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X-Men: Black - Mojo Savagely Satirizes the Comic Book Industry

Mojo complains about new characters muddying up the water and eclipsing classic heroes, despite the fact that the old characters are still there and past exploits are unaffected by any new character introductions. Ironically, two of the visual representations of this complaint are Quentin Quire and Doop, two huge favorites in the X-Men fan community and characters who have been backup players to Wolverine, an X-Man who, even in death, is in more books than either Quire or Doop combined.

To be fair, not every little snipe is unwarranted. Mojo notices on his cell phone that viewership ratings have dipped. He wonders if perhaps killing off a character will boost them. This is definitely commenting on how cheap superhero deaths often are, and how they can feel like nothing more than a sales tactic instead of a natural story beat.

RELATED: Joe Quesada Draws Almost Everyone for Uncanny X-Men #1 Variant Cover

The real meat of this issue is the way in which Mojo grapples with the outside world, something that can be hard to do when your head's buried so deep in the exploits of fictional characters that it engulfs your life and your better judgement. And in a very sly manner, Aukerman and company sort of let slip the answer to ending this whole debacle in the comic book community: Not everything has to go the way you want in order for you to be happy.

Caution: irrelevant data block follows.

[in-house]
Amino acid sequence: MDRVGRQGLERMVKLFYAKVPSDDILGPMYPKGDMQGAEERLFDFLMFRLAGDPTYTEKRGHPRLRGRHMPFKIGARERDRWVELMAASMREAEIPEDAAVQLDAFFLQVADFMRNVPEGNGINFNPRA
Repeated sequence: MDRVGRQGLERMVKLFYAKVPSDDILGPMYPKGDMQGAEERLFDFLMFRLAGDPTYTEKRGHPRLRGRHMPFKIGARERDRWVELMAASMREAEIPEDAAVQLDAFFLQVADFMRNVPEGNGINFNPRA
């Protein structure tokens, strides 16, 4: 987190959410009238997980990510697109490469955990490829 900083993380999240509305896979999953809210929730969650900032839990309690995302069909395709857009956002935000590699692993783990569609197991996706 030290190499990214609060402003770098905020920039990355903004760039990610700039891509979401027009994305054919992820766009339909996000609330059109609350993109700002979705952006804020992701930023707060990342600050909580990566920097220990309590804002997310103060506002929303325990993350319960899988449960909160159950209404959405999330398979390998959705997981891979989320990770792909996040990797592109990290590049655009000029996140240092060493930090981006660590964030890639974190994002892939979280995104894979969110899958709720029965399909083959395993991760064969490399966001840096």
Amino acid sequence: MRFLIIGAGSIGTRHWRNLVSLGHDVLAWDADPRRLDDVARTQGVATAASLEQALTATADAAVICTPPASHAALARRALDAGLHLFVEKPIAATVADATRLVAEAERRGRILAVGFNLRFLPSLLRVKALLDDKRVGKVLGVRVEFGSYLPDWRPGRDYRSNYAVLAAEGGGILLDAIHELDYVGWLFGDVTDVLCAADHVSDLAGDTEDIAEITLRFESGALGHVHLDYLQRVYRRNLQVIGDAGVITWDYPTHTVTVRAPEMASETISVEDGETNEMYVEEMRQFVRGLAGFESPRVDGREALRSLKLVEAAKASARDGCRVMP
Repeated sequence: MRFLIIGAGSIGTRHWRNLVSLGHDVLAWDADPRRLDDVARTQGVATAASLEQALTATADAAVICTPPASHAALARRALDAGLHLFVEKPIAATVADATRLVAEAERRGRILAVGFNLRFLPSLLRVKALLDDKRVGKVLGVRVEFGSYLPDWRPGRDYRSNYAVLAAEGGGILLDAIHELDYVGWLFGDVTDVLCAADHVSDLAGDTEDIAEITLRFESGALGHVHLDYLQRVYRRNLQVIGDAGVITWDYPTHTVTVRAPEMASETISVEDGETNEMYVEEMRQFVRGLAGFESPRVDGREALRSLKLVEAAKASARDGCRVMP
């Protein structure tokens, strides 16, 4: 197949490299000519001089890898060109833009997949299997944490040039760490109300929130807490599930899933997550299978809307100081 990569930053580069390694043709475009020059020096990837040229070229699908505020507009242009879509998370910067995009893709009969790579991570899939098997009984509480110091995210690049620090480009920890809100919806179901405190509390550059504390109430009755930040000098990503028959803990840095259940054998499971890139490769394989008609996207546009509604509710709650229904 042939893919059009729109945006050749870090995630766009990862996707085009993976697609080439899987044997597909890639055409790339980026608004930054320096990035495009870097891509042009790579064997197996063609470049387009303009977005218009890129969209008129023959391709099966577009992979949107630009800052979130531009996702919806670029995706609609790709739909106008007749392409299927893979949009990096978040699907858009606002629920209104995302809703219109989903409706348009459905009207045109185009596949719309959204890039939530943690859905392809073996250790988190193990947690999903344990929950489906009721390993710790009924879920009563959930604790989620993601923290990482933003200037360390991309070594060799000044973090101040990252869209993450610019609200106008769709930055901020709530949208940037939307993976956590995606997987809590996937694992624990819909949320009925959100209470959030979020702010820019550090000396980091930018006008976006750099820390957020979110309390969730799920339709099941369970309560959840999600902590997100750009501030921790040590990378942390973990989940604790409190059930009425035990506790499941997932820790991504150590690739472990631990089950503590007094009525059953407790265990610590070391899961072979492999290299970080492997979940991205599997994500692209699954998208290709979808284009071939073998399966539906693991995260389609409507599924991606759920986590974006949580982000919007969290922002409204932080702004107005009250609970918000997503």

Cycles come and go in pop culture. Comic books are no different. What was once the norm erodes over time. Either adapt, or live in the past. The choice is yours. Fighting on the internet over it isn't doing anyone any good.

Luckily, it seems most fans are just trying to find works of art to gravitate toward and stories they can relate to on a personal level (what more can you ask for, really?). If goofy, vaguely apolitical ‘90s comics with gory violence and eXtreme™ artwork is what you dig, bully for you; comics like that are still being made, just not at the level they once were.

If you want to see characters who represent your race, gender, ethnicity or social upbringing, then there is nothing wrong with that. If you can’t relate to Riri Williams on a personal level, then no one is forcing you to read the comics she’s in, but it’s not fair to begrudge readers who do enjoy them. Period. Mojo understands that. But can everyone else?

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